8. Gateways and endpoints MUST be able to work when they are behind 8. Gateways and endpoints MUST be able to work when they are behind
NAT boxes. However, it is especially difficult to handle cases where NAT boxes. It is especially difficult to handle cases where the Hub
gateways are behind NATs and where two endpoints are both behind is behind a NAT box, such a requirement MAY be supported. Where the
separate NATs. In those cases, workarounds MAY be used such as port two endpoints are both behind separate NATs, communication between
forwarding by the NAT or detecting when two spokes are behind these spokes SHOULD be supported. In the cases, workarounds MAY be
uncooperative NATs and using a hub in that case. used such as port forwarding by the NAT or detecting when two spokes
are behind uncooperative NATs and using a hub in that case.
This requirement is driven by use cases 2.1 and 2.2. Endpoints are This requirement is driven by use cases 2.1 and 2.2. Endpoints are
often behind NATs and gateways sometimes are. IPsec should continue often behind NATs and gateways sometimes are. IPsec should continue
to work seamlessly regardless, using AD VPN techniques whenever to work seamlessly regardless, using AD VPN techniques whenever
possible and providing graceful fallback to hub and spoke techniques possible and providing graceful fallback to hub and spoke techniques
as needed. as needed.
9. Changes such as establishing a new IPsec SA SHOULD be reportable 9. Changes such as establishing a new IPsec SA SHOULD be reportable
and manageable. However, creating a MIB or other management and manageable. However, creating a MIB or other management
technique is not within scope for this effort. technique is not within scope for this effort.
This requirement is driven by manageability concerns for all the use This requirement is driven by manageability concerns for all the use
cases, especially use case 2.2. As IPsec networks become more cases, especially use case 2.2. As IPsec networks become more
dynamic, management tools become more essential. dynamic, management tools become more essential.
10. To support allied and federated environments, endpoints and 10. To support allied and federated environments, endpoints and
gateways from different organizations SHOULD be able to connect to gateways from different organizations SHOULD be able to connect to
each other. each other.
11. The administrator of the ADVPN SHOULD allow for the
configuration of a Star, Full mesh or a partial full mesh topology,
based on which tunnels are allowed to be setup.
This requirement is driven by demand for all the use cases in This requirement is driven by demand for all the use cases in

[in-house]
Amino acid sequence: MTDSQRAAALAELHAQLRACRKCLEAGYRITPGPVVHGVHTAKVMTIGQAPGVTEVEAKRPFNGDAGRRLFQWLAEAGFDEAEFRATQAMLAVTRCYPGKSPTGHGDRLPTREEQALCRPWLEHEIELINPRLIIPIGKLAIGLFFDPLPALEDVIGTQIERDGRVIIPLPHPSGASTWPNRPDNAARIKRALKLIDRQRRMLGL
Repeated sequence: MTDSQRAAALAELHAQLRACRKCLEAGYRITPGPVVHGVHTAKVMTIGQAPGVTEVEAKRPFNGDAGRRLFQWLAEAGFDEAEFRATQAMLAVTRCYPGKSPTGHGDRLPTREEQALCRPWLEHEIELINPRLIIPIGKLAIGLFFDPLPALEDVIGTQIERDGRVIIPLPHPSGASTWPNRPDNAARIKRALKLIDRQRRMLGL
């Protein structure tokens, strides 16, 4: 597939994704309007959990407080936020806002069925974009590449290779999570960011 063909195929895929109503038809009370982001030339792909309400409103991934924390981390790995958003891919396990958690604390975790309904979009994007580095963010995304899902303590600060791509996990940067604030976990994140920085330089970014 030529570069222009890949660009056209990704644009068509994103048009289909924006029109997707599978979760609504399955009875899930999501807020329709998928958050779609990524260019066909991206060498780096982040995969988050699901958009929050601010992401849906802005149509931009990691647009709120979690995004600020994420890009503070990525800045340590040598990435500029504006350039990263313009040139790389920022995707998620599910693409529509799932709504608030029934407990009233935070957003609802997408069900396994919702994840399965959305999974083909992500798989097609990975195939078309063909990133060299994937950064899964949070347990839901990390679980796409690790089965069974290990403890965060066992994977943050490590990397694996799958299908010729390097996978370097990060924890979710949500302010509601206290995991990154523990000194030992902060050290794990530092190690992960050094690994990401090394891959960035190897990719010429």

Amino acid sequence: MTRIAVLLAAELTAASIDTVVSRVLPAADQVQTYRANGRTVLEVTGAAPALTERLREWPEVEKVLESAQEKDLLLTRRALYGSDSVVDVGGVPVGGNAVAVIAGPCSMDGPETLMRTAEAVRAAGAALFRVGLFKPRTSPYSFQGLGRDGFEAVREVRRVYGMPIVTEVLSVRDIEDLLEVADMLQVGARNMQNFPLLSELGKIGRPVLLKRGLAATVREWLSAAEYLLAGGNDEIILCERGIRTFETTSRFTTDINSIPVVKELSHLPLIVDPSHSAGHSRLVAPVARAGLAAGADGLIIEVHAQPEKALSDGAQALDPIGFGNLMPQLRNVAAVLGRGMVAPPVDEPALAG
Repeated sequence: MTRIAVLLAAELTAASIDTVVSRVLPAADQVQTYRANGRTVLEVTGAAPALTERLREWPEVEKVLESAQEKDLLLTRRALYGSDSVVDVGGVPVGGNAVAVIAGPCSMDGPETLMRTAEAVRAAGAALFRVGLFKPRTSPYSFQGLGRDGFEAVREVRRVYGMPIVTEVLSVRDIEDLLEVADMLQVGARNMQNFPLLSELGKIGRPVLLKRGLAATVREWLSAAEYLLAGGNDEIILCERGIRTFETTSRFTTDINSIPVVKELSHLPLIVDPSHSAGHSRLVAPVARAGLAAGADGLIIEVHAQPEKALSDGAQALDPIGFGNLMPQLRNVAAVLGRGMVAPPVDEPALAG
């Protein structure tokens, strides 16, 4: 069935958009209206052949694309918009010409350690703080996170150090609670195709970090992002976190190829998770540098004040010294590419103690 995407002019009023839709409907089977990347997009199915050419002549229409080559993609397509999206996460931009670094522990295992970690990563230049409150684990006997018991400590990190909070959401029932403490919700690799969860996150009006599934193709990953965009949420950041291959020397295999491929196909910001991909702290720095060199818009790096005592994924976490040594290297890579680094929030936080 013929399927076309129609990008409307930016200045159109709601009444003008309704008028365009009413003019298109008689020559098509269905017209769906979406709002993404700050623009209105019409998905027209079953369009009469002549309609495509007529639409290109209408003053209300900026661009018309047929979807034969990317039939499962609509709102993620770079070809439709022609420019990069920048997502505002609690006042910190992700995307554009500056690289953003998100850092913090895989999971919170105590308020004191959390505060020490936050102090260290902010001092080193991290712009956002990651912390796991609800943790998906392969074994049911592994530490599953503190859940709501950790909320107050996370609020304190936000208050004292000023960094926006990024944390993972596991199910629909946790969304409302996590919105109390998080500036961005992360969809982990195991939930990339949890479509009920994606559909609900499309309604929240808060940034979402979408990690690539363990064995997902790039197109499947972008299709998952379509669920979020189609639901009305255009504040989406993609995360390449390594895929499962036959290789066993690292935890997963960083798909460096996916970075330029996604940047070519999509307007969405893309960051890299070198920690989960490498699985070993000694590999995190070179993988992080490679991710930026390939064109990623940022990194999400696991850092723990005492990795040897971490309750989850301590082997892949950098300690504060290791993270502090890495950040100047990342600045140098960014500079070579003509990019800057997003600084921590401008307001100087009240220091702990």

federated and allied environments. federated and allied environments.
11. The solution SHOULD allow administrators the ability to 12. The ADVPN solution SHOULD be able to scale for multicast
configure a variety of permissible topologies: full mesh, partial traffic.
mesh, star, etc. They should be able to set different topologies for
different types of traffic: voice, video, web, email, etc.
This requirement is driven by counter-balancing requirements to log This requirement is driven by the use case 2.2, where the amount of
or control traffic of certain types (e.g. email) while ensuring rich media multicast traffic is increasing.
efficient, low-latencies flows of other types (e.g. video).
13. The ADVPN solution SHOULD allow for easy monitoring, logging and
reporting of the dynamic changes, to help for trouble shooting such
environments.
This requirement is driven by demand for all the use cases in
federated and allied environments.
14. The ADVPN solution MUST support Provider Edge (PE) based VPN's.
This requirement is driven by demand for all the use cases in
federated and allied environments.
5. Security Considerations 5. Security Considerations
The solution to the problems presented in this draft may involve The solution to the problems presented in this draft may involve
dynamic updates to databases defined by RFC 4301, such as the dynamic updates to databases defined by RFC 4301, such as the
Security Policy Database (SPD) or the Peer Authorization Database Security Policy Database (SPD) or the Peer Authorization Database
(PAD). (PAD).
RFC 4301 is silent about the way these databases are populated, and RFC 4301 is silent about the way these databases are populated, and
it is implied that these databases are static and pre-configured by a it is implied that these databases are static and pre-configured by a